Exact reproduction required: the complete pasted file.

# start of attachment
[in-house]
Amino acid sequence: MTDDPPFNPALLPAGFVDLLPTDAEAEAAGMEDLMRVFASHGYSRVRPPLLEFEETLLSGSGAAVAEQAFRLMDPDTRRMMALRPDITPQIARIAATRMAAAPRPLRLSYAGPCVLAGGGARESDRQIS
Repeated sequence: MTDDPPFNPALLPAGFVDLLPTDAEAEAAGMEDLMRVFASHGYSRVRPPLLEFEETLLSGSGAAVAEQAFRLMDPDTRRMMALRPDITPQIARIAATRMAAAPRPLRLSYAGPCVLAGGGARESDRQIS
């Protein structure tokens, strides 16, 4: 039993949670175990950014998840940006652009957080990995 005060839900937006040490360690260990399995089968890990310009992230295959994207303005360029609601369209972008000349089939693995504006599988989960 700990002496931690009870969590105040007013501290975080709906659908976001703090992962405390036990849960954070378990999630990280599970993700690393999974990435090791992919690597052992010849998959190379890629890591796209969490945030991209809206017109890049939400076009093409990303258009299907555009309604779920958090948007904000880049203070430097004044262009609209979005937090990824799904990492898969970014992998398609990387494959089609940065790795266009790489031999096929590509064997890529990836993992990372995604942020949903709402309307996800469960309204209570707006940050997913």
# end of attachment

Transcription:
[in-house]
Amino acid sequence: MTDDPPFNPALLPAGFVDLLPTDAEAEAAGMEDLMRVFASHGYSRVRPPLLEFEETLLSGSGAAVAEQAFRLMDPDTRRMMALRPDITPQIARIAATRMAAAPRPLRLSYAGPCVLAGGGARESDRQIS
Repeated sequence: MTDDPPFNPALLPAGFVDLLPTDAEAEAAGMEDLMRVFASHGYSRVRPPLLEFEETLLSGSGAAVAEQAFRLMDPDTRRMMALRPDITPQIARIAATRMAAAPRPLRLSYAGPCVLAGGGARESDRQIS
């Protein structure tokens, strides 16, 4: 039993949670175990950014998840940006652009957080990995 005060839900937006040490360690260990399995089968890990310009992230295959994207303005360029609601369209972008000349089939693995504006599988989960 700990002496931690009870969590105040007013501290975080709906659908976001703090992962405390036990849960954070378990999630990280599970993700690393999974990435090791992919690597052992010849998959190379890629890591796209969490945030991209809206017109890049939400076009093409990303258009299907555009309604779920958090948007904000880049203070430097004044262009609209979005937090990824799904990492898969970014992998398609990387494959089609940065790795266009790489031999096929590509064997890529990836993992990372995604942020949903709402309307996800469960309204209570707006940050997913």